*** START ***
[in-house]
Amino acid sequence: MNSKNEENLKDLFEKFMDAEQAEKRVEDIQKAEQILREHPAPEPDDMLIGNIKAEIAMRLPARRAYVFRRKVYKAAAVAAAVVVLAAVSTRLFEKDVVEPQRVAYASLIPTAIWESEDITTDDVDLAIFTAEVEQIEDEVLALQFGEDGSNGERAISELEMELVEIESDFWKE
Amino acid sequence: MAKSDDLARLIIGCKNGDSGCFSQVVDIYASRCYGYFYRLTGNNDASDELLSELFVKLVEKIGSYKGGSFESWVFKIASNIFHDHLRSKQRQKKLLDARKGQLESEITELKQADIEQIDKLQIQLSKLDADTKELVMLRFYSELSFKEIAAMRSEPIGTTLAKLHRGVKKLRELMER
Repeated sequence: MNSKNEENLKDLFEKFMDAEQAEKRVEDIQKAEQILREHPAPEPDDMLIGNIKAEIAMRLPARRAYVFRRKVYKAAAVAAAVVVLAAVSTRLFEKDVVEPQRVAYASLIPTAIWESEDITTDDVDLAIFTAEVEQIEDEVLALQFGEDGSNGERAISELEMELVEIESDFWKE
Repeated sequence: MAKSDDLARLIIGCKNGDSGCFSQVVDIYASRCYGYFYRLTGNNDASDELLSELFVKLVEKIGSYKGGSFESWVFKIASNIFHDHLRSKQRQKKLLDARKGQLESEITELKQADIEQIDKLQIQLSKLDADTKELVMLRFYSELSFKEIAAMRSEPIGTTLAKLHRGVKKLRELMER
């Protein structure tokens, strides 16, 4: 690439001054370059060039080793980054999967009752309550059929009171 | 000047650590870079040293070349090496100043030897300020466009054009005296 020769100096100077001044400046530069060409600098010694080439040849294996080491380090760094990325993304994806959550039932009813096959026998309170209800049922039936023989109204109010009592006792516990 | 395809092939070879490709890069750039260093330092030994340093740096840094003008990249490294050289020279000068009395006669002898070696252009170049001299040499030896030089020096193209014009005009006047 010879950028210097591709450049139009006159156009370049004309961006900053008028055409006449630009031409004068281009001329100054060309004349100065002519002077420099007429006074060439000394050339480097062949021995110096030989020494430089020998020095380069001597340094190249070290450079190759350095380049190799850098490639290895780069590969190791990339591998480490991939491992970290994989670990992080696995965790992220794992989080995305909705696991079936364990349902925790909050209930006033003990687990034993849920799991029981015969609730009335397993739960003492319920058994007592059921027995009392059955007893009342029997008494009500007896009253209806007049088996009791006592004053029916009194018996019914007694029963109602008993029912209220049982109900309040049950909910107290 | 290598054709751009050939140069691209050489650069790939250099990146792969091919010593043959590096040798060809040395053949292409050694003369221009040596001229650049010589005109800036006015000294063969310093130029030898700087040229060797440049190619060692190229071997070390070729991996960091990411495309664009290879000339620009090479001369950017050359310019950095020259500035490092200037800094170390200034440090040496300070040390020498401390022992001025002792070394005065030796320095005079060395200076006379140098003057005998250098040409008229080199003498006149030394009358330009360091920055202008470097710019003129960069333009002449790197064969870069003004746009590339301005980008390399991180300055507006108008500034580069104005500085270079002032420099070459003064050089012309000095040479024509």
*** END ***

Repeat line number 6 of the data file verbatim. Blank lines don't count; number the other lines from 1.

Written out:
């Protein structure tokens, strides 16, 4: 690439001054370059060039080793980054999967009752309550059929009171 | 000047650590870079040293070349090496100043030897300020466009054009005296 020769100096100077001044400046530069060409600098010694080439040849294996080491380090760094990325993304994806959550039932009813096959026998309170209800049922039936023989109204109010009592006792516990 | 395809092939070879490709890069750039260093330092030994340093740096840094003008990249490294050289020279000068009395006669002898070696252009170049001299040499030896030089020096193209014009005009006047 010879950028210097591709450049139009006159156009370049004309961006900053008028055409006449630009031409004068281009001329100054060309004349100065002519002077420099007429006074060439000394050339480097062949021995110096030989020494430089020998020095380069001597340094190249070290450079190759350095380049190799850098490639290895780069590969190791990339591998480490991939491992970290994989670990992080696995965790992220794992989080995305909705696991079936364990349902925790909050209930006033003990687990034993849920799991029981015969609730009335397993739960003492319920058994007592059921027995009392059955007893009342029997008494009500007896009253209806007049088996009791006592004053029916009194018996019914007694029963109602008993029912209220049982109900309040049950909910107290 | 290598054709751009050939140069691209050489650069790939250099990146792969091919010593043959590096040798060809040395053949292409050694003369221009040596001229650049010589005109800036006015000294063969310093130029030898700087040229060797440049190619060692190229071997070390070729991996960091990411495309664009290879000339620009090479001369950017050359310019950095020259500035490092200037800094170390200034440090040496300070040390020498401390022992001025002792070394005065030796320095005079060395200076006379140098003057005998250098040409008229080199003498006149030394009358330009360091920055202008470097710019003129960069333009002449790197064969870069003004746009590339301005980008390399991180300055507006108008500034580069104005500085270079002032420099070459003064050089012309000095040479024509």